Half of the money will be targeted at areas where flood defences can unlock new opportunities for development and growth. The other half will go to speed up the delivery of up to 50 flood defence schemes prioritised by the Environment Agency.
The Department for Environment, Food & Rural Affairs (Defra) estimates that this will support schemes that might improve flood protection for up to 60,000 homes and achieve up to £1bn of economic benefits.
The funding is in addition to more than £2bn already budgeted for sea and river defences over the course of the current spending review period.
Institution of Civil Engineers (ICE) flooding expert David Balmforth said the money was too little and too late. “The additional £120mn funding is a positive step, but does not make up for the reduction in flood risk management funding following the cuts in 2010. The phased funding approach will also mean the full £120m will not be available for some time, which will be a disappointment to those with homes and businesses still at risk,” he said. “In the meantime, this funding must be complemented by continued support to lead local authorities in their new flood risk responsibilities and enabling communities at risk to become more flood resilient.”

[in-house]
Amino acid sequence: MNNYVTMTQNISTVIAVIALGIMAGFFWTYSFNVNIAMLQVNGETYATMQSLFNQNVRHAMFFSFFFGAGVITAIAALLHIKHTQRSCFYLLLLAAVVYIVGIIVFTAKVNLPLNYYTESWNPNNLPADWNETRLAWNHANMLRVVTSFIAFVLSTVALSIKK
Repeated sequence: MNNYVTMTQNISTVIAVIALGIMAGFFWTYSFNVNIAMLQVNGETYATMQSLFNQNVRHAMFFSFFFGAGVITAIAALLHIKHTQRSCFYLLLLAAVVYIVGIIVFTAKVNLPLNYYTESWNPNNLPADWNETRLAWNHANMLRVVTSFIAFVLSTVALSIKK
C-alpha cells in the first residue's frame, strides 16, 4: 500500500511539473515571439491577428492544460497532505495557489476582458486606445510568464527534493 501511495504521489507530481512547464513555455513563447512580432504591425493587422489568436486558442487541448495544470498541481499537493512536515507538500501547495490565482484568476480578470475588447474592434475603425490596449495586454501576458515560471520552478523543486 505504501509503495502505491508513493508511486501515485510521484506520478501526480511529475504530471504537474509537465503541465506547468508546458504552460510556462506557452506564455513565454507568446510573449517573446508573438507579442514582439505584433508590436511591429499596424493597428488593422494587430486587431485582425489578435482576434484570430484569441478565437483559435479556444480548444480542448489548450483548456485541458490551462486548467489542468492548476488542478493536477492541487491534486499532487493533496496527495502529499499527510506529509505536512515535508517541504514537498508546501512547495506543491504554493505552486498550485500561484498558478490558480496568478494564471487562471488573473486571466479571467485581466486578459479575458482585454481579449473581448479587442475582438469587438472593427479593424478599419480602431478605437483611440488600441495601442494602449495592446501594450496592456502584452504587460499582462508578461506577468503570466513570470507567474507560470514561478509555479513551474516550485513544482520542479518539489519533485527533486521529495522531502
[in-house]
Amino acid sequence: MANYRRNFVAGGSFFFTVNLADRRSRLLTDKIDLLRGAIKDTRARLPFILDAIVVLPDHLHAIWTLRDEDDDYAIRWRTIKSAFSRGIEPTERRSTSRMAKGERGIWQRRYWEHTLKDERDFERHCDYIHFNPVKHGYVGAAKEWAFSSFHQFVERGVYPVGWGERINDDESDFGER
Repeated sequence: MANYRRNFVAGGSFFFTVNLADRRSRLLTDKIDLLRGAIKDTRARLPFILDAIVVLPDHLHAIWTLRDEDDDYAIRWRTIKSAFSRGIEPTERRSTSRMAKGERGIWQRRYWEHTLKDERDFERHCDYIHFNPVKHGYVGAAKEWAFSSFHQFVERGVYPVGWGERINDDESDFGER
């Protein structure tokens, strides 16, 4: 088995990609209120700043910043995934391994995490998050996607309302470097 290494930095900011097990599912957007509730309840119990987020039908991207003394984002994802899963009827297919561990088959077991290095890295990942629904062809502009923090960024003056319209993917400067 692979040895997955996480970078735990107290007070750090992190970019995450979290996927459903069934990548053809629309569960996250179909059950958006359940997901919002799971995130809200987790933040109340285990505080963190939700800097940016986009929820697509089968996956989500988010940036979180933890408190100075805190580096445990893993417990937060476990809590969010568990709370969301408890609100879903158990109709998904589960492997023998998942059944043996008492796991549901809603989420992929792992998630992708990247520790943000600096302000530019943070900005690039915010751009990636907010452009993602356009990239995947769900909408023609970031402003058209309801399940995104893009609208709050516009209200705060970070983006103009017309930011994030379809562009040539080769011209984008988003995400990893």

Mr Balmforth added: “Government should also proceed with caution when it comes to developing in areas of significant flood risk. The intention to target some of the investment on areas that will generate economic return is welcome, but building homes that aren’t sufficiently flood resilient in areas already at risk of flooding, could lead to long term consequences. New development should not increase the risk of flooding either locally or elsewhere.”